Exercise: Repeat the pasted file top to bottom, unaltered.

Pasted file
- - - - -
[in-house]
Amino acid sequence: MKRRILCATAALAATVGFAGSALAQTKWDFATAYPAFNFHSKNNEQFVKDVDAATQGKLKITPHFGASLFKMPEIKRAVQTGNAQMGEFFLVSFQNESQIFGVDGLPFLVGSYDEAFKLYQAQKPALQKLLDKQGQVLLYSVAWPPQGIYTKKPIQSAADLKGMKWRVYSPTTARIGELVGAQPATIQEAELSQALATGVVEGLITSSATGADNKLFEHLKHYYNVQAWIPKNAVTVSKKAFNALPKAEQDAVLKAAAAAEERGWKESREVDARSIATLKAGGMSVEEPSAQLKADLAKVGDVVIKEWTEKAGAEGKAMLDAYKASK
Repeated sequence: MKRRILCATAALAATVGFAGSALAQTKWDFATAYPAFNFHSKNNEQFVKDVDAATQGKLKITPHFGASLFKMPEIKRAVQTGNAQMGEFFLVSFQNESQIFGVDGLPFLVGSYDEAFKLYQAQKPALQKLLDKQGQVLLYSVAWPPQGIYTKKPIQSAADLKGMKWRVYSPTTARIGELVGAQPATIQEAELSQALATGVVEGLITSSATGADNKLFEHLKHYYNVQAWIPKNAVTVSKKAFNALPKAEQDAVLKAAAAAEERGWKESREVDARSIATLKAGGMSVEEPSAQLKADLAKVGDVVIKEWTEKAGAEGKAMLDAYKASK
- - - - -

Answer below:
[in-house]
Amino acid sequence: MKRRILCATAALAATVGFAGSALAQTKWDFATAYPAFNFHSKNNEQFVKDVDAATQGKLKITPHFGASLFKMPEIKRAVQTGNAQMGEFFLVSFQNESQIFGVDGLPFLVGSYDEAFKLYQAQKPALQKLLDKQGQVLLYSVAWPPQGIYTKKPIQSAADLKGMKWRVYSPTTARIGELVGAQPATIQEAELSQALATGVVEGLITSSATGADNKLFEHLKHYYNVQAWIPKNAVTVSKKAFNALPKAEQDAVLKAAAAAEERGWKESREVDARSIATLKAGGMSVEEPSAQLKADLAKVGDVVIKEWTEKAGAEGKAMLDAYKASK
Repeated sequence: MKRRILCATAALAATVGFAGSALAQTKWDFATAYPAFNFHSKNNEQFVKDVDAATQGKLKITPHFGASLFKMPEIKRAVQTGNAQMGEFFLVSFQNESQIFGVDGLPFLVGSYDEAFKLYQAQKPALQKLLDKQGQVLLYSVAWPPQGIYTKKPIQSAADLKGMKWRVYSPTTARIGELVGAQPATIQEAELSQALATGVVEGLITSSATGADNKLFEHLKHYYNVQAWIPKNAVTVSKKAFNALPKAEQDAVLKAAAAAEERGWKESREVDARSIATLKAGGMSVEEPSAQLKADLAKVGDVVIKEWTEKAGAEGKAMLDAYKASK